Long Meadow Crossing

Soldiers cross a river under cover of dark in a watercolored 1864 sketch.
Confederates cross Cedar Creek in the pre-dawn hours of October 19, 1864

Sketch by James E. Taylor, an artist for Frank Leslie’s Illustrated Newspaper, 1864

“…the [men] rushed into the cold current of the Shenandoah, chilled as it was by the October nights and frosts. The brave fellows did not hesitate for a moment. Reaching the [northern] bank drenched and cold, they were ready for the “double quick,” which warmed them up and brought them speedily to the left flank of Sheridan’s sleeping army.”

—General John B. Gordon

4:30 a.m.—Two Confederate divisions crossed the North Fork of the Shenandoah and marched along the road, passing Long Meadow. They, along with General John Gordon’s division, which crossed at McInturff’s Ford (altogether approximately 7,000 strong) were to advance in conjunction with General Joseph Kershaw’s attack against the east end of the Union line and swing in on other Northern units, one of which was led by a future U.S. President, Rutherford B. Hayes. If they were successful, next they would push on, across the Valley Pike and attack the units positioned there.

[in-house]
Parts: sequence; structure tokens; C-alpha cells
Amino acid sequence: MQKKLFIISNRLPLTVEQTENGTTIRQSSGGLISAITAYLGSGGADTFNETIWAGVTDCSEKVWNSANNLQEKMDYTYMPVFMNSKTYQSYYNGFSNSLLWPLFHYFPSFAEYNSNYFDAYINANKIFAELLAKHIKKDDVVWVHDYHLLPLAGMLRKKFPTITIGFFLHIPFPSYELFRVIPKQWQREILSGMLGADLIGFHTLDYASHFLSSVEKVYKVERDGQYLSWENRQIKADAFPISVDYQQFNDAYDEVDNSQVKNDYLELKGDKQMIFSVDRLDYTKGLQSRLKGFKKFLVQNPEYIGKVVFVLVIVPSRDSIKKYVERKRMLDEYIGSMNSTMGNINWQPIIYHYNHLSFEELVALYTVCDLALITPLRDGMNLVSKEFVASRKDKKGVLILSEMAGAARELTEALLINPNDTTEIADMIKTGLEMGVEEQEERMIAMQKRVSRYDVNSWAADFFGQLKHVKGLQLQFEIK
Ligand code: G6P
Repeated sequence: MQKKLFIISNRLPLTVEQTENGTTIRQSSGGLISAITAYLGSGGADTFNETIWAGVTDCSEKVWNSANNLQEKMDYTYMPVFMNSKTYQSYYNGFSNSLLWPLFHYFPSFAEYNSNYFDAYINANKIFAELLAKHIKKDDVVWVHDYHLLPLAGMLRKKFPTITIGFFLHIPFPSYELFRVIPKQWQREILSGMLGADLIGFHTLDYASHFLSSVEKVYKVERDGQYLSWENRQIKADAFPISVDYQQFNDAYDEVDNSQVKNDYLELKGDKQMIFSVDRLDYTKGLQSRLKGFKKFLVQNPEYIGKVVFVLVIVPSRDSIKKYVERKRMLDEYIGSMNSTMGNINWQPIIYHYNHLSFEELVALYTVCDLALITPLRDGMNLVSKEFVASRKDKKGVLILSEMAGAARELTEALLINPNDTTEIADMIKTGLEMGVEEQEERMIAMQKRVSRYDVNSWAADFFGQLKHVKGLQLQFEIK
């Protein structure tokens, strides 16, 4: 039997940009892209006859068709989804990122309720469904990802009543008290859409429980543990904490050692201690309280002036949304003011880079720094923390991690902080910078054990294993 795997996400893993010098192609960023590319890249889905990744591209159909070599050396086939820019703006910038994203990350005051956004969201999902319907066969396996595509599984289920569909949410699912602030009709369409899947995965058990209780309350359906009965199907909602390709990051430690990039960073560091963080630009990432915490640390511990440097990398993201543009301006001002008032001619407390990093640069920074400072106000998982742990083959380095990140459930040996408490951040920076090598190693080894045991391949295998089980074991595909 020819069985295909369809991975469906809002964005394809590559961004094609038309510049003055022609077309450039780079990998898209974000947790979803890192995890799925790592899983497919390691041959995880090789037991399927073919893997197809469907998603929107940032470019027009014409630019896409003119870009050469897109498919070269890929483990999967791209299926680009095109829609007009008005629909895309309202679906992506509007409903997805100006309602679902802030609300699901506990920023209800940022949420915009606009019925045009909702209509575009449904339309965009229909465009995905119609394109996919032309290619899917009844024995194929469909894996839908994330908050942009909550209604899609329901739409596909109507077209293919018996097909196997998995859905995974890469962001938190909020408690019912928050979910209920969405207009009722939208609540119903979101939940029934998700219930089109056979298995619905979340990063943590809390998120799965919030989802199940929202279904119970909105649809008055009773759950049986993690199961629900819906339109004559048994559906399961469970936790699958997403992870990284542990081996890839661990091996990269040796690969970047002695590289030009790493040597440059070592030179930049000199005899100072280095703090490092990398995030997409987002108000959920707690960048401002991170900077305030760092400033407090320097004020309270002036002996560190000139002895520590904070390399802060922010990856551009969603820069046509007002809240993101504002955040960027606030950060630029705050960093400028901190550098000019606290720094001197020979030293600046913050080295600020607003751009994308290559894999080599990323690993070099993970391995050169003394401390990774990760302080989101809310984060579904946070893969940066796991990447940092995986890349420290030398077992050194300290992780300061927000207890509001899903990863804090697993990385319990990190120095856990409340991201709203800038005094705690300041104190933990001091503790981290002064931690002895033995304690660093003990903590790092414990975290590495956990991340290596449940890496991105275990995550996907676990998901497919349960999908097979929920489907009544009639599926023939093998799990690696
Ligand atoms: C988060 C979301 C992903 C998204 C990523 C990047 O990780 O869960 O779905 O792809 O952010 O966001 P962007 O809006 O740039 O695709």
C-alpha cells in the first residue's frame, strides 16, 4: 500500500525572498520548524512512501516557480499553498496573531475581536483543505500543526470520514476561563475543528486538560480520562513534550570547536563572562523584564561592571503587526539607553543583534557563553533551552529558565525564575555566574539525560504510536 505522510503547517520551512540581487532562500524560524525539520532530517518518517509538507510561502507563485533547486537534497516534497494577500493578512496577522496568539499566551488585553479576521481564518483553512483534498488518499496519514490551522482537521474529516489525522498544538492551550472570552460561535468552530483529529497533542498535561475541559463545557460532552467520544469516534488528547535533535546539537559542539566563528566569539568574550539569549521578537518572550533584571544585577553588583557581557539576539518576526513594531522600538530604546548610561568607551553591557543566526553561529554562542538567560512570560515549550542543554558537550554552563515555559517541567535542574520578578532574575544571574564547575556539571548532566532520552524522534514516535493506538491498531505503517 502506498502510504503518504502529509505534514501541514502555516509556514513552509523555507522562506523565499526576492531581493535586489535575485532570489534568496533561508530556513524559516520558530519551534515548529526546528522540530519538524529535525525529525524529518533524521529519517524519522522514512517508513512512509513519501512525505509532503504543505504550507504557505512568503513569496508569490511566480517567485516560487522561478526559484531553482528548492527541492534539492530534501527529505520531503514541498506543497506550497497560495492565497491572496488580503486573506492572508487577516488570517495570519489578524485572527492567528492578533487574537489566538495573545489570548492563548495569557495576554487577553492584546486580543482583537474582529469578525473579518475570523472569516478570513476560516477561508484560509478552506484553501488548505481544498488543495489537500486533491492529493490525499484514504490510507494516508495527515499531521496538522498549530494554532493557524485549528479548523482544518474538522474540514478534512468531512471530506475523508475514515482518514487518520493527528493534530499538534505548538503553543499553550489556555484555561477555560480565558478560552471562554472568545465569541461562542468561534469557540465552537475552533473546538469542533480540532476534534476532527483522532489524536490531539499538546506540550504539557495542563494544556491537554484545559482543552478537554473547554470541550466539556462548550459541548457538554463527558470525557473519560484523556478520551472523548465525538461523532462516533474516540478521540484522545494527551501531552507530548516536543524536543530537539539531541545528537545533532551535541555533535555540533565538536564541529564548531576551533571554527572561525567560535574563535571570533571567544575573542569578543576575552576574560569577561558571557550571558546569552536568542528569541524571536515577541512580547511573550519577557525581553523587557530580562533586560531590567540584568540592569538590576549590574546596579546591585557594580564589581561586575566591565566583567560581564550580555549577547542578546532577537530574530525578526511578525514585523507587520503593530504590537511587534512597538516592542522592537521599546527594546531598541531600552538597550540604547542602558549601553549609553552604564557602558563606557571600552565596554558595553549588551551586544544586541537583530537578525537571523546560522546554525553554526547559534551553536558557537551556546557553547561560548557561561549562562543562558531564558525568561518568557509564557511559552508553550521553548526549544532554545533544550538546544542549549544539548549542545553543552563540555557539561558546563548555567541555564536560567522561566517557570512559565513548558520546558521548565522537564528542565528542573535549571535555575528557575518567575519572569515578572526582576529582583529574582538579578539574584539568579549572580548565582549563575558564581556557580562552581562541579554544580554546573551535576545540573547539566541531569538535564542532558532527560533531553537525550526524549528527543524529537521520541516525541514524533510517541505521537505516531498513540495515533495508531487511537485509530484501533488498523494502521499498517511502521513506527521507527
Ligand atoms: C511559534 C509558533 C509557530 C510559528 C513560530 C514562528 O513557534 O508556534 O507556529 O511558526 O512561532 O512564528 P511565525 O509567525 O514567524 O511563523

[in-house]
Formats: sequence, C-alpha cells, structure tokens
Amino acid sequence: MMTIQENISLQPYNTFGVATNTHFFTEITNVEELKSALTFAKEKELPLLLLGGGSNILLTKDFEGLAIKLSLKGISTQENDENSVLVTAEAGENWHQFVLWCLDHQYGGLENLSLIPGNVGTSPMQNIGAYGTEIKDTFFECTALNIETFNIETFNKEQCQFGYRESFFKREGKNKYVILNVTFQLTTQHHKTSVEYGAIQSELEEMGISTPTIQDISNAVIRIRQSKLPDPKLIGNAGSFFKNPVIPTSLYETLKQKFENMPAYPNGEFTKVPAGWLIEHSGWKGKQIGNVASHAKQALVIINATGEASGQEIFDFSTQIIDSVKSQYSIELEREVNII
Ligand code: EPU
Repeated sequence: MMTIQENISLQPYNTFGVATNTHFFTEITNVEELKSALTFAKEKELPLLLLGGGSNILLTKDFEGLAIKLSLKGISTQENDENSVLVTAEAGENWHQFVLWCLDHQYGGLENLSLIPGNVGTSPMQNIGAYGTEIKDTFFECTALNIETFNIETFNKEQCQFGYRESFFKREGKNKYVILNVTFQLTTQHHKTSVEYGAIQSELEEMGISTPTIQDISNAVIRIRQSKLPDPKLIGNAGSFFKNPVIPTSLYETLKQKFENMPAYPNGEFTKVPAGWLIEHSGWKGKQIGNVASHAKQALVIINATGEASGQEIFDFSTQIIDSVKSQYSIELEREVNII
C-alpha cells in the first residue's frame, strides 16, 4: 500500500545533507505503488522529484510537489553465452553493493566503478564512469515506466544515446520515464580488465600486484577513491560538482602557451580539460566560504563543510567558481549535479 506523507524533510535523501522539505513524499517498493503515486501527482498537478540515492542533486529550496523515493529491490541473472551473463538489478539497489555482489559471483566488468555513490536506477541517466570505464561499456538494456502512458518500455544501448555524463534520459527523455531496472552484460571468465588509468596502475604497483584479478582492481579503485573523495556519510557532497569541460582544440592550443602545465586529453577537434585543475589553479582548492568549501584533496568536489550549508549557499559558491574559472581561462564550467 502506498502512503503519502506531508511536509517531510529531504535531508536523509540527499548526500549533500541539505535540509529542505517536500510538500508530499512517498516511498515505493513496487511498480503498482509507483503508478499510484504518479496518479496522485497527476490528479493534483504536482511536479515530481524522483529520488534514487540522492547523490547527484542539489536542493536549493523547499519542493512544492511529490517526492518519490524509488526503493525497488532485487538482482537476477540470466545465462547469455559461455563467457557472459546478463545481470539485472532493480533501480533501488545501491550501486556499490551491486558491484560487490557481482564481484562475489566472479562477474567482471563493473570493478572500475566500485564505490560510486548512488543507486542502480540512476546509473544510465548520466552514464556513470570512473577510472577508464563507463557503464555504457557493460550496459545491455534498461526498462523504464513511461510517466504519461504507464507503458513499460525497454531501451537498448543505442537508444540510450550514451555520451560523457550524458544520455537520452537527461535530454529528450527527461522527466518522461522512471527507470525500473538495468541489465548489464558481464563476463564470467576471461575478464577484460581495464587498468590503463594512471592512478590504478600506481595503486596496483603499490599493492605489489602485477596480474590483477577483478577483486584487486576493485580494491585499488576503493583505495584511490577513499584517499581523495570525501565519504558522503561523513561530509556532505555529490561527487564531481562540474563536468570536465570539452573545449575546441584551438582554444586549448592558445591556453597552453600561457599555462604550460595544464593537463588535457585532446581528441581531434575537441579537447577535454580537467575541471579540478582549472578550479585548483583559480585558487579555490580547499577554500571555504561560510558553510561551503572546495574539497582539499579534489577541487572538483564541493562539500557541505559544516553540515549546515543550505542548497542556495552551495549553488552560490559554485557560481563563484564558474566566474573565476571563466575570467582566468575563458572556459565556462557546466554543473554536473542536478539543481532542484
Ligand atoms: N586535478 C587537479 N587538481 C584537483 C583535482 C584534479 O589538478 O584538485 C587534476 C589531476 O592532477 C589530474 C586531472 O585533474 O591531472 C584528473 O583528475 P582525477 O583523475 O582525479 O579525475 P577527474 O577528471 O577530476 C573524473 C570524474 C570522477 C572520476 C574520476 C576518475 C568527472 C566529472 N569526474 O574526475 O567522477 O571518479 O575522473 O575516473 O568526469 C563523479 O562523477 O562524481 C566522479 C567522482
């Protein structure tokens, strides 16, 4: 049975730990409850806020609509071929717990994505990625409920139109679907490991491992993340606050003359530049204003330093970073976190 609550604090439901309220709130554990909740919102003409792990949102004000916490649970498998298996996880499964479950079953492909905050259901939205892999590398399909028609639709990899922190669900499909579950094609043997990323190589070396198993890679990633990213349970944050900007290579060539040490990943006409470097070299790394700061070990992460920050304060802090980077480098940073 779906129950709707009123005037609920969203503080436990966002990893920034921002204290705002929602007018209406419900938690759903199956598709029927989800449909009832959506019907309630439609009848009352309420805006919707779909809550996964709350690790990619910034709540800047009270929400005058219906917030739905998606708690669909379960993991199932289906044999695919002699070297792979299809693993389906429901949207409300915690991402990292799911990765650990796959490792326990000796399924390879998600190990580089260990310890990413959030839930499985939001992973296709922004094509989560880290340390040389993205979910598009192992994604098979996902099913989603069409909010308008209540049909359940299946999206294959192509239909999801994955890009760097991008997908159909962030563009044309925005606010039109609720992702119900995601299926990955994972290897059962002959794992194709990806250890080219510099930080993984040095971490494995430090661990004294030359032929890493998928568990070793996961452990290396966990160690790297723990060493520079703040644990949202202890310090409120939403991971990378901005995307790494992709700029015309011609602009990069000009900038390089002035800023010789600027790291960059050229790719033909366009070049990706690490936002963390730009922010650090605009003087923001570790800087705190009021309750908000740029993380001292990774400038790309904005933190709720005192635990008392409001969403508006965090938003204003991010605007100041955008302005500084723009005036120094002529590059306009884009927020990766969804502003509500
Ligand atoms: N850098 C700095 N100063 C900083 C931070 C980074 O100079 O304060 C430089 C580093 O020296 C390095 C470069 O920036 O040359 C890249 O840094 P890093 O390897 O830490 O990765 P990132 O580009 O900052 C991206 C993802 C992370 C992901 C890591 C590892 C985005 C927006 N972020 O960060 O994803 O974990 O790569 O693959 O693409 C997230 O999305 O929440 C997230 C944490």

A sepia photo shows an antebellum style mansion with a brick façade and white trim.
Colonel George Bowman, who was a descendant of Isaac Hite of Belle Grove, built Long Meadow in 1848. The property remains in private ownership.

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    Part of a series of articles titled A Victory Turned From Disaster.

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    Cedar Creek & Belle Grove National Historical Park

    Last updated: December 21, 2021